Slovenian researchers turn soap bubble into laser
Soap bubbles are mostly known for their attention-grabbing effect on small children, but Slovenian researchers from the Jožef Stefan Institute (IJS) have now shown that these also have the property of generating colour-tunable laser light.
So far it has been known that the allure of soap bubbles comes in large part from their interaction with light - as bubbles dance through the air, they sparkle like glitter, shifting hues as they move.
This phenomenon, known as iridescence, comes from the interference of light waves within a bubble's soapy shell.
Research has also shown that laser light can propagate within a bubble's shell, and this led Matjaž Humar and Zala Korenjak of the country's prime scientific institute to wonder whether a bubble could be used to create laser light.
They indeed demonstrated that a dye dissolved in the soap solution that creates a bubble can amplify light circulating in the spherical shell and produce laser light, the IJS said.
The researchers from the institute's department for condensed matter physics have thus created a laser that could act as a sensitive sensor for measuring atmospheric pressure or detecting changes in the electric field.
The research, published in the scientific journal Physical Review X, has shown that while the idea works, soap bubble lasers are not practical, as water constantly evaporates from the bubbles, changing their shape and size.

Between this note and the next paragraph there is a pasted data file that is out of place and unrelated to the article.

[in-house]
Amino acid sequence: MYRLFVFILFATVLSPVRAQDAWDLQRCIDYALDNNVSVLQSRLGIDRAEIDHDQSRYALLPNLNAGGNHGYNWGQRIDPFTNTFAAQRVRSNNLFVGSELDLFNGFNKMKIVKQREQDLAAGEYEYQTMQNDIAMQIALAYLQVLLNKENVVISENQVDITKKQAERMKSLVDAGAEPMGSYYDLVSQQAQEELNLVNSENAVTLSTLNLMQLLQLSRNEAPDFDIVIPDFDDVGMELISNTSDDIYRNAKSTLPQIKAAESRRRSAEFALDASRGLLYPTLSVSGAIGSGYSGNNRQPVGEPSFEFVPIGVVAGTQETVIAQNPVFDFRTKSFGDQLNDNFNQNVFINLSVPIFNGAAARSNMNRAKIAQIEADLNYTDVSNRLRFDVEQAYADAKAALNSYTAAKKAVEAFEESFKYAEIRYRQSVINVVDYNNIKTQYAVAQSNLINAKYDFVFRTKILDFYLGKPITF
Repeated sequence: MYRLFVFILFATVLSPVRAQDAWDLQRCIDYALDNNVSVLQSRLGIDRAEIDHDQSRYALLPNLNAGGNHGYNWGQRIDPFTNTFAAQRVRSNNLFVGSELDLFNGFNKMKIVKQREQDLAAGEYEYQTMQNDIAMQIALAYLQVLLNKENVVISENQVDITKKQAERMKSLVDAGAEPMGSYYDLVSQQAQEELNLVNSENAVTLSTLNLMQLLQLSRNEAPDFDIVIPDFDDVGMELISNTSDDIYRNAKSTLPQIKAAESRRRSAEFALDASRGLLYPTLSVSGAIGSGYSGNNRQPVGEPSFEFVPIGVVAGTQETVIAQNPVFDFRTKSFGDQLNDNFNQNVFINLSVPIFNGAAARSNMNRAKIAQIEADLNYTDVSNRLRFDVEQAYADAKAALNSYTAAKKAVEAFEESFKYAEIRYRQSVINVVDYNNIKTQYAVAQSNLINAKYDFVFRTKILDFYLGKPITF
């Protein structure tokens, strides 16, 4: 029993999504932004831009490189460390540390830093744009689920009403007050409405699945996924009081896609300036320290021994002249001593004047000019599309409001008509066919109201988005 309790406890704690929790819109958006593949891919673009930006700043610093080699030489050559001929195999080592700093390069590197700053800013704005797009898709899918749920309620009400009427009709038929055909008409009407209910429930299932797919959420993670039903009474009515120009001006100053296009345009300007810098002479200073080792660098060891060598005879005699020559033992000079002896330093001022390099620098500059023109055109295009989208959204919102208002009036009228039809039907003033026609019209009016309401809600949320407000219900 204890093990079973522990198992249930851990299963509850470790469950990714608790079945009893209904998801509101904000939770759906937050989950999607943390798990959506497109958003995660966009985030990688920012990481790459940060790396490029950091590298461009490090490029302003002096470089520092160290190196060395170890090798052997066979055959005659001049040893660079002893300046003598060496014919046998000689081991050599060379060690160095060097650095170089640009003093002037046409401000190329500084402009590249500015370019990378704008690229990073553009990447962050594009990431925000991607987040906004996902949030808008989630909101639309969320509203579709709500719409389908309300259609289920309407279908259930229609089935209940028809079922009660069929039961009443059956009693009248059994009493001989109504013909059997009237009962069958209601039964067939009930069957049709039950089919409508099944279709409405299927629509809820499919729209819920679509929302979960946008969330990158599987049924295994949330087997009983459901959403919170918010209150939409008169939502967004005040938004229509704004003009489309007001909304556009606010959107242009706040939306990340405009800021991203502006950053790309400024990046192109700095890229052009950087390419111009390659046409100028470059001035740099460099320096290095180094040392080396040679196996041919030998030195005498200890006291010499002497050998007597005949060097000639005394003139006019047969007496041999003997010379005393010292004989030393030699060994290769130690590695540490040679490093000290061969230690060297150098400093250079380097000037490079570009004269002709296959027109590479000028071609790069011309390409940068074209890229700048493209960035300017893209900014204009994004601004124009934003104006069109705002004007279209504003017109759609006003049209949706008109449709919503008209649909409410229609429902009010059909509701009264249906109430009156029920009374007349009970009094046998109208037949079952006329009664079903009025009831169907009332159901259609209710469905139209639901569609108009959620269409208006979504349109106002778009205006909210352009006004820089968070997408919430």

For a more stable laser, Humar and Korenjak turned to smectic liquid-crystal bubbles, whose shells had identical thickness and were exceptionally stable.
The bubbles were attached to the end of a capillary or were freely floating in a container filled with carbon dioxide, and the spectrum of laser light emitted by the bubbles consisted of hundreds of evenly distributed sharp points.
Based on the spectrum of the emitted laser light and its change over time, the researchers were able to detect changes in the size of a bubble that measure only ten nanometres, or 10,000 times less than the thickness of a human hair.
This remarkable precision enabled the use of smectic liquid-crystal bubbles as one of the most sensitive electric field and pressure sensors developed so far, the IJS said.
The bubble as a unique system could also be used as an extremely sensitive microphone, a magnetic field sensor or as a platform for studying interesting processes in thin layers, it added.